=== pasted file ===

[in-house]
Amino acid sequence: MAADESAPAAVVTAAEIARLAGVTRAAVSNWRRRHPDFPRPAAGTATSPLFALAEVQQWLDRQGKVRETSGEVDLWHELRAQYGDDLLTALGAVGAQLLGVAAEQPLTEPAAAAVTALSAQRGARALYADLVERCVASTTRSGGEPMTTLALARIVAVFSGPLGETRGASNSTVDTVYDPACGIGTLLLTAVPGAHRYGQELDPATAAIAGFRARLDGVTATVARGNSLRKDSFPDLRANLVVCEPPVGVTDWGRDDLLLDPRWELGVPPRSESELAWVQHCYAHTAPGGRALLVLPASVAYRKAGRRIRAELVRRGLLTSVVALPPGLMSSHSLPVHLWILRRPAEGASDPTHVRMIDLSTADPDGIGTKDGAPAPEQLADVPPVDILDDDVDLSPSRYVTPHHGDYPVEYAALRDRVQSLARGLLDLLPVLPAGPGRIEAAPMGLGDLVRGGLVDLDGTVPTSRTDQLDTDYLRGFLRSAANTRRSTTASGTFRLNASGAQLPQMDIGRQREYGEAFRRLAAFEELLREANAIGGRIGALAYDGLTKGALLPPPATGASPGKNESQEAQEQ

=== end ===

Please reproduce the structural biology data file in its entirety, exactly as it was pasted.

[in-house]
Amino acid sequence: MAADESAPAAVVTAAEIARLAGVTRAAVSNWRRRHPDFPRPAAGTATSPLFALAEVQQWLDRQGKVRETSGEVDLWHELRAQYGDDLLTALGAVGAQLLGVAAEQPLTEPAAAAVTALSAQRGARALYADLVERCVASTTRSGGEPMTTLALARIVAVFSGPLGETRGASNSTVDTVYDPACGIGTLLLTAVPGAHRYGQELDPATAAIAGFRARLDGVTATVARGNSLRKDSFPDLRANLVVCEPPVGVTDWGRDDLLLDPRWELGVPPRSESELAWVQHCYAHTAPGGRALLVLPASVAYRKAGRRIRAELVRRGLLTSVVALPPGLMSSHSLPVHLWILRRPAEGASDPTHVRMIDLSTADPDGIGTKDGAPAPEQLADVPPVDILDDDVDLSPSRYVTPHHGDYPVEYAALRDRVQSLARGLLDLLPVLPAGPGRIEAAPMGLGDLVRGGLVDLDGTVPTSRTDQLDTDYLRGFLRSAANTRRSTTASGTFRLNASGAQLPQMDIGRQREYGEAFRRLAAFEELLREANAIGGRIGALAYDGLTKGALLPPPATGASPGKNESQEAQEQ